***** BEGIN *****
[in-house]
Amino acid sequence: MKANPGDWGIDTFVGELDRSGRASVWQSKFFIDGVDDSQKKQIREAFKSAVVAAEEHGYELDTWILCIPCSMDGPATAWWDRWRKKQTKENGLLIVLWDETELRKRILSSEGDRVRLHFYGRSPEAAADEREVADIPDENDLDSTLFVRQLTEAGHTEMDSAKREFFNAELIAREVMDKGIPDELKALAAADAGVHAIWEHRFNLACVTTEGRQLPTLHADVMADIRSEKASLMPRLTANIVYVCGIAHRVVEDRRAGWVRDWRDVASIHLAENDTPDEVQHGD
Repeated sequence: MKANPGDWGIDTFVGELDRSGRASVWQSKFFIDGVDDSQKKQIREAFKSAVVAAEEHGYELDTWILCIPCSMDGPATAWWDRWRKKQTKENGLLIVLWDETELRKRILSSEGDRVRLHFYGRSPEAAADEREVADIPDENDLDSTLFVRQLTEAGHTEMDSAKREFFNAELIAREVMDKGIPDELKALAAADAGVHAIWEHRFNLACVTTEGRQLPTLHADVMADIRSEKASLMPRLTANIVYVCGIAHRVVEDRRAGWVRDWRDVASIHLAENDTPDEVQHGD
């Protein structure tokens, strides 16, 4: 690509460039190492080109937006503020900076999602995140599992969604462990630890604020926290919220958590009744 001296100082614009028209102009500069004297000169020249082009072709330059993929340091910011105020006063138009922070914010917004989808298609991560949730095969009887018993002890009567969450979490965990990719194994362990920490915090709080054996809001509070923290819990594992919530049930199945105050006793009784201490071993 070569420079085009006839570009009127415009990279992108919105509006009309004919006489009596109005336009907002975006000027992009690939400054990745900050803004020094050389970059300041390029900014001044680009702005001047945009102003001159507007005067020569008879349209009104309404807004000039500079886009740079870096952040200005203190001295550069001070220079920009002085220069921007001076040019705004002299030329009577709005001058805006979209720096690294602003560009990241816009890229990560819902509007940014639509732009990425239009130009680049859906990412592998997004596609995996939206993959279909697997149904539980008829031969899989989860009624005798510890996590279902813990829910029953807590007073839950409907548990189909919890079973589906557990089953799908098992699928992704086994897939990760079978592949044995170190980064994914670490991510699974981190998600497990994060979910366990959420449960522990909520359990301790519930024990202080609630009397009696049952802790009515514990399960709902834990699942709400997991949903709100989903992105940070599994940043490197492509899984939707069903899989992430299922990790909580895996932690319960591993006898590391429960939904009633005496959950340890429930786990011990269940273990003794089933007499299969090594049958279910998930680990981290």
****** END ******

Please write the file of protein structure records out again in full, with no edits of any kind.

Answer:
[in-house]
Amino acid sequence: MKANPGDWGIDTFVGELDRSGRASVWQSKFFIDGVDDSQKKQIREAFKSAVVAAEEHGYELDTWILCIPCSMDGPATAWWDRWRKKQTKENGLLIVLWDETELRKRILSSEGDRVRLHFYGRSPEAAADEREVADIPDENDLDSTLFVRQLTEAGHTEMDSAKREFFNAELIAREVMDKGIPDELKALAAADAGVHAIWEHRFNLACVTTEGRQLPTLHADVMADIRSEKASLMPRLTANIVYVCGIAHRVVEDRRAGWVRDWRDVASIHLAENDTPDEVQHGD
Repeated sequence: MKANPGDWGIDTFVGELDRSGRASVWQSKFFIDGVDDSQKKQIREAFKSAVVAAEEHGYELDTWILCIPCSMDGPATAWWDRWRKKQTKENGLLIVLWDETELRKRILSSEGDRVRLHFYGRSPEAAADEREVADIPDENDLDSTLFVRQLTEAGHTEMDSAKREFFNAELIAREVMDKGIPDELKALAAADAGVHAIWEHRFNLACVTTEGRQLPTLHADVMADIRSEKASLMPRLTANIVYVCGIAHRVVEDRRAGWVRDWRDVASIHLAENDTPDEVQHGD
């Protein structure tokens, strides 16, 4: 690509460039190492080109937006503020900076999602995140599992969604462990630890604020926290919220958590009744 001296100082614009028209102009500069004297000169020249082009072709330059993929340091910011105020006063138009922070914010917004989808298609991560949730095969009887018993002890009567969450979490965990990719194994362990920490915090709080054996809001509070923290819990594992919530049930199945105050006793009784201490071993 070569420079085009006839570009009127415009990279992108919105509006009309004919006489009596109005336009907002975006000027992009690939400054990745900050803004020094050389970059300041390029900014001044680009702005001047945009102003001159507007005067020569008879349209009104309404807004000039500079886009740079870096952040200005203190001295550069001070220079920009002085220069921007001076040019705004002299030329009577709005001058805006979209720096690294602003560009990241816009890229990560819902509007940014639509732009990425239009130009680049859906990412592998997004596609995996939206993959279909697997149904539980008829031969899989989860009624005798510890996590279902813990829910029953807590007073839950409907548990189909919890079973589906557990089953799908098992699928992704086994897939990760079978592949044995170190980064994914670490991510699974981190998600497990994060979910366990959420449960522990909520359990301790519930024990202080609630009397009696049952802790009515514990399960709902834990699942709400997991949903709100989903992105940070599994940043490197492509899984939707069903899989992430299922990790909580895996932690319960591993006898590391429960939904009633005496959950340890429930786990011990269940273990003794089933007499299969090594049958279910998930680990981290």